statue of General Beadle

A Strong Heritage

            The terms diversity and inclusion have become buzz words lately among universities and businesses alike. It’s important though, to consider that these are examples of ‘show don’t tell.’ It’s easy to claim a campus is diverse and inclusive, but the important thing is to be able to demonstrate it and foster an atmosphere where students and employees embody it. One such example has been unearthed by Dr. Justin Blessinger, professor of English and also Director of the AdapT Lab.

            While conducting research for a chapter in an upcoming book, Dr. Blessinger discovered an article General William H.H. Beadle wrote for the University of Michigan in 1902. At that time Beadle was serving as president of DSU, which at the time was known as the Madison State Normal School. The unearthed article discusses the changing atmosphere at the University of Michigan campus when the Civil War broke out. In a time stricken with our own world-changing events, it is a timely discovery. Just as things are unclear to us how the pandemic will end, Blessinger details how uncertain it was that slavery would be abolished prior to the war.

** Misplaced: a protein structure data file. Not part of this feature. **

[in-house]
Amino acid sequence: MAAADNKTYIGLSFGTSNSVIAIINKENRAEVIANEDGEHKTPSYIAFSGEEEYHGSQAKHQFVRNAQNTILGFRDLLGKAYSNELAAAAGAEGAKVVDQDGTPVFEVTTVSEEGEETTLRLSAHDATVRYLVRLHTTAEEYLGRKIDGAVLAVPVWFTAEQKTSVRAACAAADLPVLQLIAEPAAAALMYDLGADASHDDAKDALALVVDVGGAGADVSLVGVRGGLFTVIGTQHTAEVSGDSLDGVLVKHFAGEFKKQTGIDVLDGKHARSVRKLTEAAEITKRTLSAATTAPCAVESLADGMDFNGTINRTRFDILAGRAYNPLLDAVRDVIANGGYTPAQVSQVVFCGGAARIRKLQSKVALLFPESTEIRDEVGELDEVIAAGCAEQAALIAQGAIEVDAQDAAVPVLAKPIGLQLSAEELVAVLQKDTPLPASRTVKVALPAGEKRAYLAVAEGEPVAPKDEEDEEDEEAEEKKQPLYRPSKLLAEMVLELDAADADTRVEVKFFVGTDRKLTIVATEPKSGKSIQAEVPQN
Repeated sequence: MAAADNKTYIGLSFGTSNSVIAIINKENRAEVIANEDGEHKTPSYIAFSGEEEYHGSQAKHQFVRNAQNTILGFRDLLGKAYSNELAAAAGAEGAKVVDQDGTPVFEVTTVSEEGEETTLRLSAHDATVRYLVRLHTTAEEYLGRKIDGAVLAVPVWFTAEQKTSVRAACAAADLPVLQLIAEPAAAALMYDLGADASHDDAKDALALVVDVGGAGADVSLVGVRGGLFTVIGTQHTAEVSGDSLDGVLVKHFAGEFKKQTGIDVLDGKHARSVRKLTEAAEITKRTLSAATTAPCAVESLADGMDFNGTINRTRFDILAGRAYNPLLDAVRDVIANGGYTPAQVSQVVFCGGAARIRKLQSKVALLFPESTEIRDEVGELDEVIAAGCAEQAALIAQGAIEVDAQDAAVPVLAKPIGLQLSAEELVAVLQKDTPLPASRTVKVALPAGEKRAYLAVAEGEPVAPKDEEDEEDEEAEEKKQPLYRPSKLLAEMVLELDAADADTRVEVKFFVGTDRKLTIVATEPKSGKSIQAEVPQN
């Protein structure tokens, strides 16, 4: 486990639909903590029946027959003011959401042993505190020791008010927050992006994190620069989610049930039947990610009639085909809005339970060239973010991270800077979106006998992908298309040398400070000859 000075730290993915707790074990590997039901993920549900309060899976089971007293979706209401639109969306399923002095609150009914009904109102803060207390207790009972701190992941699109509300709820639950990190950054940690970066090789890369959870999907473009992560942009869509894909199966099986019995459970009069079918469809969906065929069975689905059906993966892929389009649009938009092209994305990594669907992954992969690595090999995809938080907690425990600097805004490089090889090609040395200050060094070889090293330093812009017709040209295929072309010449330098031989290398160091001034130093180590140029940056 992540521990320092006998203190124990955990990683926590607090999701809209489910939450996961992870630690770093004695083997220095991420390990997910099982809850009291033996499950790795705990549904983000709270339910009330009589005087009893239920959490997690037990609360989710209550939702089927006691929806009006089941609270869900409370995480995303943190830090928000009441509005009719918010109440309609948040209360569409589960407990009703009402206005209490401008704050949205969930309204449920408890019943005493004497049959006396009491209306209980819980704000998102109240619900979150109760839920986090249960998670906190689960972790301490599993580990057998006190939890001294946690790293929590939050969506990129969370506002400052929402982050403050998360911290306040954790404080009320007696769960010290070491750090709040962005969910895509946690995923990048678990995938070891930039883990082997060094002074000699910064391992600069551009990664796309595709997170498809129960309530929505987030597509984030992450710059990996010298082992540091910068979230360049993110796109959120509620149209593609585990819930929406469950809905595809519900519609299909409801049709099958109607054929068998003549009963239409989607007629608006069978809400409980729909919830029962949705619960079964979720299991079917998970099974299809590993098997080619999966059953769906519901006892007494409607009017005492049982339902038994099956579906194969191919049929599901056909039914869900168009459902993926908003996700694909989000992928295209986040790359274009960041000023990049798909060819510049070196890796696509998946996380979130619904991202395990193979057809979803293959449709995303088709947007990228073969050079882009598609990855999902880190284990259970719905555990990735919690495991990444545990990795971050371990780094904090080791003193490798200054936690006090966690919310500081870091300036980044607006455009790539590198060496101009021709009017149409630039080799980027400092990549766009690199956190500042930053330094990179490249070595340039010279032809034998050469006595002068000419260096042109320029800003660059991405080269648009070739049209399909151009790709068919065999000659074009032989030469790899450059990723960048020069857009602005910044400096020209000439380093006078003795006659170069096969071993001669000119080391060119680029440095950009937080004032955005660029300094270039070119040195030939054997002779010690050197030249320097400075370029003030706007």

As the namesake for the honors program at DSU, any honors student should be familiar with the legacy of General Beadle in South Dakota. Professor Blessinger summarized this notion in an email stating that there is “so much already about which to be grateful and proud of General Beadle.” His approach to the use and sale of school lands was transformative to the point of incentivizing other states to adopt such practices. Blessinger further stated that the article he discovered “is a fantastic affirmation of the quality of leadership at the founding of our great State and our dear university.”  Beadle demonstrated that leadership means doing things for the betterment of others even if it could lead to the detriment to the self.

            In the article uncovered by English professor Blessinger, Beadle recounts his involvement with the Underground Railroad. Beadle was descended from an anti-slavery family and began his work with abolitionist while he was still an undergraduate at the University of Michigan. Serving as a rider he delivered messages along the Underground Railroad and helped escaped slaves on the final journey north to Canada. In that time it was a very risky venture to assist escaped slaves, yet Beadle demonstrated that the freedom of all people was more important than his own personal safety.

            In his article published by SDPB, Blessinger recounts of Beadles legacy, which highlights the challenges faced by abolitionists during such a tumultuous time in American history. The story can be found at this link, As well, tune in to In the Moment with Lori Walsh on April 19th to hear our English professor discuss the tribulations of General Beadle in his own words. For those with an affinity for reading about history keep your eyes open near the end of this year for the above-mentioned book which will further explain the details Dr. Blessinger uncovered about Beadle’s involvement with the Underground Railroad.